When conversations go wrong, there’s a moment right before it gets bad that something must have changed. What is it? What causes the transition from civil to adversarial?
I can think of
five six reasons, but I’m sure there are more:
- Someone feels they are not being heard. When we feel we’re not being listened to, most of us get louder. And if that doesn’t work, we get louder or more hostile, since we are seeking recognition more than anything. A negative feedback loop ensues, where each person tries to be heard by getting louder, causing the other person to do the same.
- We confuse our identity with our point of view. An attack on an idea is not an attack on a person, unless that person can’t separate the two. Even if someone makes fun of another person’s point of view, is that necessarily an attack on their person? It is if they can’t separate themselves from their ideas. If I like blue, and you like green, who cares? Is there a name for the line in each of us between opinions we defend personally (abortion), and we don’t (favorite color)?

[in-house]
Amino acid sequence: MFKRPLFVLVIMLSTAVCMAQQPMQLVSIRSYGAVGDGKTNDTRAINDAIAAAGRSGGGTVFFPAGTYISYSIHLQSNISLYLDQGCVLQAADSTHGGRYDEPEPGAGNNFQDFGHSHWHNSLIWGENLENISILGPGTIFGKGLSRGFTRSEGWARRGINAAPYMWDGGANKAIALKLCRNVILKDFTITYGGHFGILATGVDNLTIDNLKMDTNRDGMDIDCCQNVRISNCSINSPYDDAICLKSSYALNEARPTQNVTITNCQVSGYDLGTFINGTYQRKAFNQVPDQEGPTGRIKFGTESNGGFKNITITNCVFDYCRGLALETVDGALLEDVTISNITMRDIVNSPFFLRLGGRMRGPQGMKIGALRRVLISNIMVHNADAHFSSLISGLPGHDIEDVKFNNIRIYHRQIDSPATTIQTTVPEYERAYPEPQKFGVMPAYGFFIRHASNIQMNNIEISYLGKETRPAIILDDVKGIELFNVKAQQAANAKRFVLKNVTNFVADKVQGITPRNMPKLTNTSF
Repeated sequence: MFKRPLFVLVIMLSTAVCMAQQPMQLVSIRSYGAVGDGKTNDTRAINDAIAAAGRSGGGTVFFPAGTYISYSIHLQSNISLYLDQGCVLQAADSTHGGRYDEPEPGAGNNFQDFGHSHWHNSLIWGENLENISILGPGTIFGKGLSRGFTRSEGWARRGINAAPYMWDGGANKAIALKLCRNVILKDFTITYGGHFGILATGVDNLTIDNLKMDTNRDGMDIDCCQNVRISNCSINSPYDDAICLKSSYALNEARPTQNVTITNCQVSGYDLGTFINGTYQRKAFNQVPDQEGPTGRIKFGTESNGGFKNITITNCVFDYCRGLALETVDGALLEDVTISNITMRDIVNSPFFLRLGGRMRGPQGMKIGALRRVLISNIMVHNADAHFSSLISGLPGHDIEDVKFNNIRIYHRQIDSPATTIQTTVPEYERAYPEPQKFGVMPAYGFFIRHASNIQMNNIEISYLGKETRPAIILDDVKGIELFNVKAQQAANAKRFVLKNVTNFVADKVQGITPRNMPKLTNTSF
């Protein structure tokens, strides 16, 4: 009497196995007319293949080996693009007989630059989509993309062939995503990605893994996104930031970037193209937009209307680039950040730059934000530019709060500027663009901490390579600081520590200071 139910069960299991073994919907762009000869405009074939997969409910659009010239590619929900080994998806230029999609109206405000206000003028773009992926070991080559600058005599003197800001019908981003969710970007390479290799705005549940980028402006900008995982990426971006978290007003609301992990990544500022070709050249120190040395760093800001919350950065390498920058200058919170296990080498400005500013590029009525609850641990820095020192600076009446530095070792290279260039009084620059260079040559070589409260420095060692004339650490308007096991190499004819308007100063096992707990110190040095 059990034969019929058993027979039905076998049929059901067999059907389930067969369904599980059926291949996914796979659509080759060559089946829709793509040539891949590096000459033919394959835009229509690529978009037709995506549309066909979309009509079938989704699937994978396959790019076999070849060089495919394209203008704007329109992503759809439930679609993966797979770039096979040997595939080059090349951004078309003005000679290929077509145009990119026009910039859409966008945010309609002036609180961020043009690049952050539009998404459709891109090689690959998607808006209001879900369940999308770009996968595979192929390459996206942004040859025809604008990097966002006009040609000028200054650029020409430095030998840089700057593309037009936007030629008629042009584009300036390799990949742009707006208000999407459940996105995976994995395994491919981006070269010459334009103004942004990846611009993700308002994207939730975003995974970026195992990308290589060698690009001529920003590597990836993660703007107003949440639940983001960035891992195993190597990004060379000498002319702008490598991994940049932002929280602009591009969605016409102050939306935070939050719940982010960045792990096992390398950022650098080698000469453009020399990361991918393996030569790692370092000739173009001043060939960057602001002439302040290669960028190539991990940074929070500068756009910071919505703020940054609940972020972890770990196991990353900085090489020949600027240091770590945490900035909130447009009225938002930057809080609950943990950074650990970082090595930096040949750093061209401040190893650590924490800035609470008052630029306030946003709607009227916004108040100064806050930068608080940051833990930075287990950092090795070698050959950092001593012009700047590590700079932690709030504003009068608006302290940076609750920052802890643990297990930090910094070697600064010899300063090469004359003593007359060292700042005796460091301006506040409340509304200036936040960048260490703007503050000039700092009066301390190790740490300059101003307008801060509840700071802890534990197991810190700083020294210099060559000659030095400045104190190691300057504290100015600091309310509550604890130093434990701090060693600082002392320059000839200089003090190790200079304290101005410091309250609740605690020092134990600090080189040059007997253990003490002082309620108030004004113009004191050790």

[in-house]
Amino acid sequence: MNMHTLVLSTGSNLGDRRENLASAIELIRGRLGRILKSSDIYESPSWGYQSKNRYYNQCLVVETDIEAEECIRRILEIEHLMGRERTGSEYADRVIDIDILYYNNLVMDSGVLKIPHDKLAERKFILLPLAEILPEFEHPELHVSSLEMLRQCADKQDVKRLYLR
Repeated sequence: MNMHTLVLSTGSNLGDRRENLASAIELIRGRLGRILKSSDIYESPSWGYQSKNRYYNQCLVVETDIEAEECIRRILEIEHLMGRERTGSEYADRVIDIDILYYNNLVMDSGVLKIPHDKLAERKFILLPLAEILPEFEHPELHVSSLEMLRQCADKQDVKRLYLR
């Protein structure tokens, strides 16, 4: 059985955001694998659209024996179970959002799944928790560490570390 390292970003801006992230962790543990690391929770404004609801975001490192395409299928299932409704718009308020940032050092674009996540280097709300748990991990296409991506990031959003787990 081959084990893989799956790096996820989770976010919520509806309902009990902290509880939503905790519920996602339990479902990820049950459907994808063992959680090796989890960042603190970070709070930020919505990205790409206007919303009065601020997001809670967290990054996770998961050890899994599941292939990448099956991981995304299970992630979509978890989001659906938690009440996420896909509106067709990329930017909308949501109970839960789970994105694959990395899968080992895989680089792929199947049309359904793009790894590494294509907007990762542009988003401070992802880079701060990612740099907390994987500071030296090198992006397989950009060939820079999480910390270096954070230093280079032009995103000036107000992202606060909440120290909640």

- Cultures where walking away, being polite in the face of idiocy, is seen as weak. Arguing with someone who isn’t listening doesn’t make much sense. The wise thing to do would be to politely leave, but that’s often seen as giving in. The result is people won’t relent.
- There is an unspoken argument. A previous debate has left unexpressed feelings in one party who insists on trying to vent those feelings from some other exchange during the current conversation. This inevitably makes the other person feel like they’re not being heard (#1).
- There is no trusted mediator. There is always a third party that can be found that is trusted by everyone, who can step in and restore decorum. Without that third party, negative feedback loops can start and there’s no one who can step in to end them.
- It’s on purpose. One party is deliberately trying to upset the other, and will use nearly any means to do it. Although this is uncommon, often part of the problem is that getting the other side upset is seen as a kind of victory, where the goal ceases to be to educate or convince, but instead to hurt, ridicule and violate. Many skills of rhetoric and debate hinge on manipulating language to ones own advantage even if it’s clearly unfair, or untrue, and when a person loses their self-respect they’re willing to take cheap shots.
What are other causes? Leave a comment.
Also see How to discuss politics with friends for practical advice.
[Note: #6 added 2/20/2014]